SOLOMON: The Valiant Leaders of American TV News
Their courage was something to behold. During the 11-day ordeal, a few prominent men showed no fear, only valor, as they took up positions in one network TV studio after another. How they must have perspired underneath the fine suits, tight collars, silk ties and heavily starched shirts! Yet their intrepid fervor did not waver.
Leading the charge on national television was the host of the Fox News show "The O'Reilly Factor." After nearly five days of captivity, he'd had about enough. Bill O'Reilly did not mince words about "our servicemen being held hostage over there."
A day later, on "The McLaughlin Group," rhetorical ricochet was well underway. "This is a defeat for the United States," Patrick Buchanan charged -- "a humiliation for the United States of America."
But the real heroics began a week into the standoff, led by a pair of media battalions under the command of magnate Rupert Murdoch. His influential magazine The Weekly Standard denounced American policymakers for "weakness" and even "capitulation." With that salvo hot off the press, top editor William Kristol shuttled to the Fox Television department of the Murdoch media forces.
When Kristol taxied into the bright-lit hanger of "Fox News Sunday," he was in no mood to cool his jets. "I really think it has been a very bad week for the United States of America," he declared. Soldiering on, Fightin' Bill added: "When we started expressing regrets, we have gone down a path of national humiliation. We expressed regrets. The Chinese respond by slapping us in the face."
Within minutes, reinforcements came from elsewhere in the same theater of battle. After almost seeming to flinch for a moment, veteran pundit Morton Kondracke stood firm against insufficient White House toughness. "If that was a line in the sand, it was certainly a fuzzy, wavy line in the sand," he scoffed.
Suddenly, Kondracke was outflanking the valiant Mr. Kristol, who had made the mistake of opining that "the first order of business for the Bush administration is to get those hostages back." Kondracke knew a better hard line and said so: "Once you've put total priority on getting our people back, I'm afraid you are on a road of concession after concession."
Though he kept a stiff upper lip before the commercial break, Kristol may have felt diminished in the eyes of the more manly viewers. Perhaps some remedial course work in Media Militarism 101 might be in order.
Another Fox pundit, Fred Barnes, quickly bucked up the esprit de press corps. "The way we're treating them is encouraging them to be irresponsible," he complained. Chinese hardliners "are being rewarded for behaving very badly, for holding American hostages, or detainees, now for a week."
Before the day was over, several major programs -- such as NBC's "Meet the Press" and ABC's "This Week" -- quoted The Weekly Standard's editorial while interviewing top administration officials.
(The New York Times had reported, back on April 3, that the American military "does not tolerate such close surveillance of United States territory." But in-studio warriors rarely bother with trifling information; other nations are to do as we say, not as we do.)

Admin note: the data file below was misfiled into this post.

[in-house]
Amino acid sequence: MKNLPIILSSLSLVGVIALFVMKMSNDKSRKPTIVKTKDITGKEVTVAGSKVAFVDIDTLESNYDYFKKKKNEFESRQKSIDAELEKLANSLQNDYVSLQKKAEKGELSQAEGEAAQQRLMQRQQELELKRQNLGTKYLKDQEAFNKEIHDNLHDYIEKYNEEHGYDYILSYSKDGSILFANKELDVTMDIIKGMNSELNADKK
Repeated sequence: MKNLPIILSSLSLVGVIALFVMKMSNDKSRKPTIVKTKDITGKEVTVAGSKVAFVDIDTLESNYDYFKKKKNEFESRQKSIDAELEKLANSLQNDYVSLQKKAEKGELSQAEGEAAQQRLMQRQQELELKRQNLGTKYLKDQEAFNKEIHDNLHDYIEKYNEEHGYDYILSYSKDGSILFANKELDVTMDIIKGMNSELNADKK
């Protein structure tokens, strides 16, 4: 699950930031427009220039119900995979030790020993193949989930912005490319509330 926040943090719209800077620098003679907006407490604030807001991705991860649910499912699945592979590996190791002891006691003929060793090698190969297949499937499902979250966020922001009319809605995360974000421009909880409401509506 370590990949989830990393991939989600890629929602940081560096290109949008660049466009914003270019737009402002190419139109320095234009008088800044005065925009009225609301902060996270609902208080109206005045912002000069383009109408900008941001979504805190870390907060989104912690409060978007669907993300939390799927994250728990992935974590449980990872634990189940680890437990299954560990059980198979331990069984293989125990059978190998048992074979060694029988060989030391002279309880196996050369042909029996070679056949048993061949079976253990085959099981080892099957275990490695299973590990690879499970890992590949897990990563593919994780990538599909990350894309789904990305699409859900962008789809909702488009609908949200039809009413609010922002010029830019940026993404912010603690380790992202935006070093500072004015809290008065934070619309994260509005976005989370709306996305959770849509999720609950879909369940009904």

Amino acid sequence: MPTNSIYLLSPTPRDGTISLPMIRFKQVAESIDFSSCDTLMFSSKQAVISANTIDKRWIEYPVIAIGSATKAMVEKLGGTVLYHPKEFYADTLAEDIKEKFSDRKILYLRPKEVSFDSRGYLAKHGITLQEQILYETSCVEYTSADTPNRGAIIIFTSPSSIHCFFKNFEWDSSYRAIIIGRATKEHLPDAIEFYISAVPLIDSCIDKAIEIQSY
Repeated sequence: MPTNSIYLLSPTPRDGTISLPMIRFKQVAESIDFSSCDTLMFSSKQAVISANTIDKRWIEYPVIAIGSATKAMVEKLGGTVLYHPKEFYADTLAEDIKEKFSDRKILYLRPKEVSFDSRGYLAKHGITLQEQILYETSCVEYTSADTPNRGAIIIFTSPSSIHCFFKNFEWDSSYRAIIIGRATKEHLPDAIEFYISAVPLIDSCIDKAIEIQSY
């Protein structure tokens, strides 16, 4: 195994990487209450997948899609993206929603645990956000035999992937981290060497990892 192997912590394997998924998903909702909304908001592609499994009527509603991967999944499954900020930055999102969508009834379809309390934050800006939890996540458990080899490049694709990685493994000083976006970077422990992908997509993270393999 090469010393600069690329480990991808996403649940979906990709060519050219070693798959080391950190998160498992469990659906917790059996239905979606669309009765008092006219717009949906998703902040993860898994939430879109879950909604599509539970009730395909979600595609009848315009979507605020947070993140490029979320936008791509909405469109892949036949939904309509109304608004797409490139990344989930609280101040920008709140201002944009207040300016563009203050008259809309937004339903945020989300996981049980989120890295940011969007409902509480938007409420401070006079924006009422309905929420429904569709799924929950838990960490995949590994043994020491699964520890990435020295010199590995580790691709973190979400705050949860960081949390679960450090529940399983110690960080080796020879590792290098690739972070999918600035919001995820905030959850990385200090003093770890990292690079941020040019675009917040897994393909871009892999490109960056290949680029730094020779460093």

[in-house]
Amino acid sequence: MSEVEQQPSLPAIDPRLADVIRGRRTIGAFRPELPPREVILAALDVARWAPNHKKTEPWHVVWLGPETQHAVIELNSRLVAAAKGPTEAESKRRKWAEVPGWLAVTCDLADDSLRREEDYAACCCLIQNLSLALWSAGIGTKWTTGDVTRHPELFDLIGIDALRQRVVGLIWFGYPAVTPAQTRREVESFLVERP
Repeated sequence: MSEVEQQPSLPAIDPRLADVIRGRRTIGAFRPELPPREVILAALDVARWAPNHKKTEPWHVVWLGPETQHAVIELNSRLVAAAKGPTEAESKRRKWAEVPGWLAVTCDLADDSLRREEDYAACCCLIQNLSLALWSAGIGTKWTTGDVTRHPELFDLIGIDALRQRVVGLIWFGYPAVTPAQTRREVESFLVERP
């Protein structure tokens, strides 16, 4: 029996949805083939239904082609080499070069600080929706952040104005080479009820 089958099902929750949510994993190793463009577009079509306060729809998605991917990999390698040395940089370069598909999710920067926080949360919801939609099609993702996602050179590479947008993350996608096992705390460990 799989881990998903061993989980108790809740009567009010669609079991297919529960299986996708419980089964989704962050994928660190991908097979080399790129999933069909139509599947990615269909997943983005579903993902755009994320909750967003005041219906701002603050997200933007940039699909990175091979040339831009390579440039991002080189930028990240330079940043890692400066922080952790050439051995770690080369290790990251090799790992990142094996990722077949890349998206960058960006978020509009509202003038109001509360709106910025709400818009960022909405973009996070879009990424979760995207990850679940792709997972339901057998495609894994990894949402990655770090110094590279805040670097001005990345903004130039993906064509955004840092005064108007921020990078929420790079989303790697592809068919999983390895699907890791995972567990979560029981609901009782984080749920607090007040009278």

On Monday, April 9, transitioning smoothly from her labors for ABC on "This Week," Cokie Roberts was again quoting the Weekly Standard editorial -- this time on NPR's "Morning Edition." Later, through the day, and into Tuesday, CNN's senior White House correspondent John King was also quoting the editorial. That night, Kristol was on ABC in the form of prime soundbites on "Nightline."
The Weekly Standard's polemical barrage also got its editor onto NBC's "Today" show -- in a live interview with co-host Katie Couric on Tuesday. He was still in deep distress about the debasement of Uncle Sam. "We express regrets," Kristol said. "We say we're sorry. It is humiliating, I'm afraid." By then, Kristol might have been feeling appreciable fatigue.
Working in so many network studios must be exhausting. But Kristol refused to shirk his duty. And he did not hang back and risk being one-upped by any other pundit when Couric asked: "Isn't the safety of these 24 military crew people of paramount concern?"
"No, it can't be," Kristol shot back. Of course he was eager for their release. But: "The first priority has to be American interests and American honor."
Twelve hours later, Pat Buchanan was back in the limelight, this time on his old springboard to national fame, CNN's "Crossfire." When the show aired a clip of -- guess who? -- Bill Kristol of The Weekly Standard, saying "we have gone down a path of national humiliation," Buchanan was forthright: "Kristol is exactly right on that."
The next evening, while the 24 crew members were on the way home, a frequent political analyst for the "NewsHour With Jim Lehrer" appeared on the PBS program to proclaim that our nation was enveloped in shame. The Weekly Standard's David Brooks dug into his studio trench. "We should still feel soiled," he said.
Norman Solomon's latest book is "The Habits of Highly Deceptive Media." His weekly syndicated column focuses on media and politics.